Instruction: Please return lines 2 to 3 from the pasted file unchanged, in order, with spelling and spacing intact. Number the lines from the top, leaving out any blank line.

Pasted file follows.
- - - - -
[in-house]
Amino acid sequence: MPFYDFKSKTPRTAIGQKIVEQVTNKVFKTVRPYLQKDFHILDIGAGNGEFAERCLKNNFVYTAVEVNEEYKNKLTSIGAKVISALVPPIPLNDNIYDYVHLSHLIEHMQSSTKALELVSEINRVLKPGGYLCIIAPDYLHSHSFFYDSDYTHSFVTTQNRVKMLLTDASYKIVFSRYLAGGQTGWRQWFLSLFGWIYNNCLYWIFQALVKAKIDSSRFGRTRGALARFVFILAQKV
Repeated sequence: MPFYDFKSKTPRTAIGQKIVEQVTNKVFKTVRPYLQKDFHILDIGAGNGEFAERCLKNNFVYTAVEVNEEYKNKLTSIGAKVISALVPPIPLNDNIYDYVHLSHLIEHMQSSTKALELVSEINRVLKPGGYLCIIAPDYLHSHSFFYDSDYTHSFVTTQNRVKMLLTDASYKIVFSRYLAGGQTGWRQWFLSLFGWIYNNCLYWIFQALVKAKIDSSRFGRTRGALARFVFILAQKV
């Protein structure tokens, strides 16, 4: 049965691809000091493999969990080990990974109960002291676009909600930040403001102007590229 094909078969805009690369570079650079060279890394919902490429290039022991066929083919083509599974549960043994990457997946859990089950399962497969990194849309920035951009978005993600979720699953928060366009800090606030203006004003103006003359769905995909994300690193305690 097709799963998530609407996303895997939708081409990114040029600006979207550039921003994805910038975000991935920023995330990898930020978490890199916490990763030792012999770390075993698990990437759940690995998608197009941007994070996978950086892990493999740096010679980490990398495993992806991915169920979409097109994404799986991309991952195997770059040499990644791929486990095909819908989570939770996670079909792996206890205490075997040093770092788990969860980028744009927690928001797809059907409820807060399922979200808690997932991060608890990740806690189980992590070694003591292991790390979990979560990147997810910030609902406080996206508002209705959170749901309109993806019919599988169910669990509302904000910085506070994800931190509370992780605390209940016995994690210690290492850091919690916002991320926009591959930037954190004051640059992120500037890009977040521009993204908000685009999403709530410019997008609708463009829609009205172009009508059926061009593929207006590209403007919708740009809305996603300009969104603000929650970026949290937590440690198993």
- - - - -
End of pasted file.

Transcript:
Amino acid sequence: MPFYDFKSKTPRTAIGQKIVEQVTNKVFKTVRPYLQKDFHILDIGAGNGEFAERCLKNNFVYTAVEVNEEYKNKLTSIGAKVISALVPPIPLNDNIYDYVHLSHLIEHMQSSTKALELVSEINRVLKPGGYLCIIAPDYLHSHSFFYDSDYTHSFVTTQNRVKMLLTDASYKIVFSRYLAGGQTGWRQWFLSLFGWIYNNCLYWIFQALVKAKIDSSRFGRTRGALARFVFILAQKV
Repeated sequence: MPFYDFKSKTPRTAIGQKIVEQVTNKVFKTVRPYLQKDFHILDIGAGNGEFAERCLKNNFVYTAVEVNEEYKNKLTSIGAKVISALVPPIPLNDNIYDYVHLSHLIEHMQSSTKALELVSEINRVLKPGGYLCIIAPDYLHSHSFFYDSDYTHSFVTTQNRVKMLLTDASYKIVFSRYLAGGQTGWRQWFLSLFGWIYNNCLYWIFQALVKAKIDSSRFGRTRGALARFVFILAQKV